For financial reasons, we shared a hotel room in Pennsylvania. For spiritual reasons, we slept in separate beds.
Shortly after going to sleep, I was awakened by a grunting noise. I turned to see Ben jerking and shaking in his bed. Saliva was coming out of his mouth and he was completely unresponsive to me.
I called 911 and waited in our hotel room for the ambulance to arrive. I felt very alone and very young.
The paramedics burst into our hotel room with a flash of light, noise, and people. They asked me questions that I wasn’t able to answer and tried valiantly to get my fiancee to wake up. Ben didn’t regain consciousness, so they put him on a stretcher to take him to the hospital. Even in his barely conscious state, Ben resisted being taken away in restraints. He yelled and fought off the paramedics until they needed to call for back-up.
Forty minutes (and 8 paramedics) later, Ben wakened enough to voluntarily go in the ambulance. The paramedics graciously allowed me to ride in the front with them…a caring gesture at the time, but one that left me stranded in a strange hospital without my car or Ben’s shoes!
I listened in the ambulance as the paramedics asked Ben questions…”Do you know where you are?” “No.” “Do you know what year it is?” “No.” Finally, I said slowly, “Ben…do you know what happens in ten days?” For the first time, Ben sat up on his stretcher and opened his eyes. “I’m getting married!” he said as a big smile played out across his face. “July 11th, 1992.” Then he promptly fell back on the stretcher and went to sleep.
Oh how I sensed God’s faithfulness in that small, simple answer spoken by my future husband. Things were topsy turvy…but God demonstrated His love in that one sentence spoken by my confused husband. I see Ben’s short experience with memory loss (he also did not remember anything about the day before his seizure) as a foreshadowing to help prepare me for the amnesia and memory loss of the past seven years..
Ben was later diagnosed with epilepsy – recurring seizures with no identifiable cause. We could never have imagined the ways that God would use Ben’s seizures to shape us, mold us, and cause us to trust Him. We could never have imagined the three beautiful, precious children God would give us who have had to live much of their short lives amidst difficulty, trials, and faith. But we know that through these nineteen years, nothing that we have experienced has been a surprise to the Lord. For I know the plans I have for you, declares the Lord, plans for welfare and not for evil, to give you a future and a hope.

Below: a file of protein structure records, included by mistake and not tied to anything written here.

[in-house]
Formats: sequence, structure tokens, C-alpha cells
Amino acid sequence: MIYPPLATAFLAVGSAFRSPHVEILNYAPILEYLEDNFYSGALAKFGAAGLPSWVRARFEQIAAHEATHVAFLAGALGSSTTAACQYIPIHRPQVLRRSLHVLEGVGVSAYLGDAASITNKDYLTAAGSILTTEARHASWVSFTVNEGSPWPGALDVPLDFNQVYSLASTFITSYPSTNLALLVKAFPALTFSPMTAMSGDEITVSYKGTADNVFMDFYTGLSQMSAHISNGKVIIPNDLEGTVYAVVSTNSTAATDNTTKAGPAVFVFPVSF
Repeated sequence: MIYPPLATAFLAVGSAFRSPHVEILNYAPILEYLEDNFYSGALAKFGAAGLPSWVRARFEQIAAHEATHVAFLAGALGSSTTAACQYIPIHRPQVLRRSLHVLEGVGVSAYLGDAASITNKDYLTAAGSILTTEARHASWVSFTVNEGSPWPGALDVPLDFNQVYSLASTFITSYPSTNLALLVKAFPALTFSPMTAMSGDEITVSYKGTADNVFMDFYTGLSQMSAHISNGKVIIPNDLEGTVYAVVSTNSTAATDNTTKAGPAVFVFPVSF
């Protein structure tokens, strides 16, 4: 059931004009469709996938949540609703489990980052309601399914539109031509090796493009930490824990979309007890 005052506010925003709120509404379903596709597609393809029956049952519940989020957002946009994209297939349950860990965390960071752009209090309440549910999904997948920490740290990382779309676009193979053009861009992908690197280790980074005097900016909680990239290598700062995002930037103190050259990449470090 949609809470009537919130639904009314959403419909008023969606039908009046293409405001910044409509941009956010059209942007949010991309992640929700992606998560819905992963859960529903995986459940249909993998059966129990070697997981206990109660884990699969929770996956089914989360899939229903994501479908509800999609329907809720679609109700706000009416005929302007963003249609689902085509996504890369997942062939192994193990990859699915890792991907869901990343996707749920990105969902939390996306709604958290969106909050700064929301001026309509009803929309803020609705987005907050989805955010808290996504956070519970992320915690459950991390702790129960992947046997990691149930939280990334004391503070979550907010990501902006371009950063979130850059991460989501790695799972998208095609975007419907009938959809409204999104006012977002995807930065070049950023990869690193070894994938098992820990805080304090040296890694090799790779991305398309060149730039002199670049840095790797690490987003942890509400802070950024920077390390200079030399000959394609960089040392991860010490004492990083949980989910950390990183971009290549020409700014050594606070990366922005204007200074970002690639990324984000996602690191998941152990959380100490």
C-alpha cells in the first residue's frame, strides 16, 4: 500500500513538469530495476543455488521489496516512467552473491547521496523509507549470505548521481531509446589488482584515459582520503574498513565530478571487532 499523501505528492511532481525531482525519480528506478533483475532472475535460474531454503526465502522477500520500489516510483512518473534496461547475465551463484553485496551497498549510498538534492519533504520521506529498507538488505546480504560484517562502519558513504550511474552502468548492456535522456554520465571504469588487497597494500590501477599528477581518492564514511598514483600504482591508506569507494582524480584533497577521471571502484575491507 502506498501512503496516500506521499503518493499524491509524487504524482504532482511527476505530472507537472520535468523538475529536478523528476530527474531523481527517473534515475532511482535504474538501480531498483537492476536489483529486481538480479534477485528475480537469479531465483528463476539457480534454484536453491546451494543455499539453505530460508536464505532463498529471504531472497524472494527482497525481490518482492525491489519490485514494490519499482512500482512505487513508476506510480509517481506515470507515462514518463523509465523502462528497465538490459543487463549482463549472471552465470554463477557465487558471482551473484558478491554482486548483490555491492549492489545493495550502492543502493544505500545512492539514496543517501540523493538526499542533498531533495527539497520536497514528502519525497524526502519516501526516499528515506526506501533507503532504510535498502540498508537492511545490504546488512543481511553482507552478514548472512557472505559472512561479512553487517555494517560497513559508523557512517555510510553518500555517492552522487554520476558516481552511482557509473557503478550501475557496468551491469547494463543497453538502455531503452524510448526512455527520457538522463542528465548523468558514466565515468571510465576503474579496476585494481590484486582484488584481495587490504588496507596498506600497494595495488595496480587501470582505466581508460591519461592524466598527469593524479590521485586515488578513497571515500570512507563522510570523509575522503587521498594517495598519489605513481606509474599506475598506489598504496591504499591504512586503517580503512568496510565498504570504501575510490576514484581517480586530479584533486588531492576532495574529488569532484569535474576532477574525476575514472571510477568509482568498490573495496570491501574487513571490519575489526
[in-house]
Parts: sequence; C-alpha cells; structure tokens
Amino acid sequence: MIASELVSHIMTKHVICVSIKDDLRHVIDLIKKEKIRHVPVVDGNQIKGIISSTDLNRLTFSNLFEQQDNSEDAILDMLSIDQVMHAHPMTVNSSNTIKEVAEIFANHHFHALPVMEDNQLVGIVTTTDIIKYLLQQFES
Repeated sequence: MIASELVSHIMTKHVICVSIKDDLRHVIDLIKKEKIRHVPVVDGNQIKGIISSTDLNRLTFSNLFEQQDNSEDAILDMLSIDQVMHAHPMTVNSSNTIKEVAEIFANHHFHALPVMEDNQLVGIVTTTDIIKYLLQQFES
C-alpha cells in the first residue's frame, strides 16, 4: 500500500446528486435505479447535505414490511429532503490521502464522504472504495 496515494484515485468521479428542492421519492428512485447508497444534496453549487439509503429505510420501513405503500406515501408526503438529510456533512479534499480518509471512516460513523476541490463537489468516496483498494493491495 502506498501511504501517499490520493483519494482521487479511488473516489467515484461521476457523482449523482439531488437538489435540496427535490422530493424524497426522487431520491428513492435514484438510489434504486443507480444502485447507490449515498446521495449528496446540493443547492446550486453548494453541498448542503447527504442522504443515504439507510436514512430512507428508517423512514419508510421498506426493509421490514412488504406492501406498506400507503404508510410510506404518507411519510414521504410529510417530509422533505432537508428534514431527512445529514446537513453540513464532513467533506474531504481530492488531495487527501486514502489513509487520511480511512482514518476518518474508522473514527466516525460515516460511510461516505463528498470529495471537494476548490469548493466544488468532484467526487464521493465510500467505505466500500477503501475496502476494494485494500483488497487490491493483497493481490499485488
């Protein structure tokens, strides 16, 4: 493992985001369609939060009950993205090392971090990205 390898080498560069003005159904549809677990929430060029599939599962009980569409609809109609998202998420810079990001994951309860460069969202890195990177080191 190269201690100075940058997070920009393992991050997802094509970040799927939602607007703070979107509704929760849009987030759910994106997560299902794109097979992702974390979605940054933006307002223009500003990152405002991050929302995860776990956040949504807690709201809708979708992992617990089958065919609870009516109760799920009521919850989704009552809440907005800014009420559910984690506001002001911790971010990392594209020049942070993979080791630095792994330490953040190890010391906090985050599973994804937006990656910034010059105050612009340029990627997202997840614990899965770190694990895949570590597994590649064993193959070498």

Happy Anniversary, Ben. I am so thankful that the future and hope He has for me includes you.
Last week I wrote about our upcoming trip to an amusement park and the things we might do as a family to ensure that a good time would be had by all. That blog was titled “Four Days of Togetherness.” Here we are on the flip-side of that vacation and I am happy to report that we all survived. I’ll even go so far as to say that it was a great trip.
I thought it might be helpful to reflect on the things I mentioned in that post and let you know how each one went.
We began with a plan. There was a pdf of the park map available online so we printed it out and let Stephen study it. This worked well because when we actually arrived at the park he already knew what to expect and also had a good sense of the layout of the park.
While the 3-day event centered around Christian music concerts, we knew that Stephen (who doesn’t care for music anyway, especially when it is loud) wasn’t interested in participating in those. We never had a problem finding one or more people in our group who were willing to miss the concerts in order to hang out with Stephen.
Knowing how particular Stephen is about sitting next to anyone he doesn’t know we were very cautious about placement on rides. On the second day the kids suggested that we ride as ‘single-riders’ so we wouldn’t have to wait in line as long. Stephen was all for that. When I mentioned that it would mean he would be sitting by someone he didn’t know he said, ‘I know, it is okay.’ And he did it multiple times!
In order to combat afternoon fatigue we planned to leave the park and have dinner in a sit-down restaurant. It was a welcome break for all of us as well as a good time to regroup.
Stephen used his drink/snack/souvenir allowance wisely and even came home with $20 he had not used and we never had to listen to him complain about being hungry or thirsty.
Overall it was a great trip and there were no meltdowns. While we were making our daily plans we took into consideration not only Stephen’s needs, but also the special requests of everyone in our group (which included adults and children from age 3-17). Not only should Stephen know that we will do our best to accommodate his differences, but it is also good for him to see that we also do our best to honor the preferences of others in our group with different needs.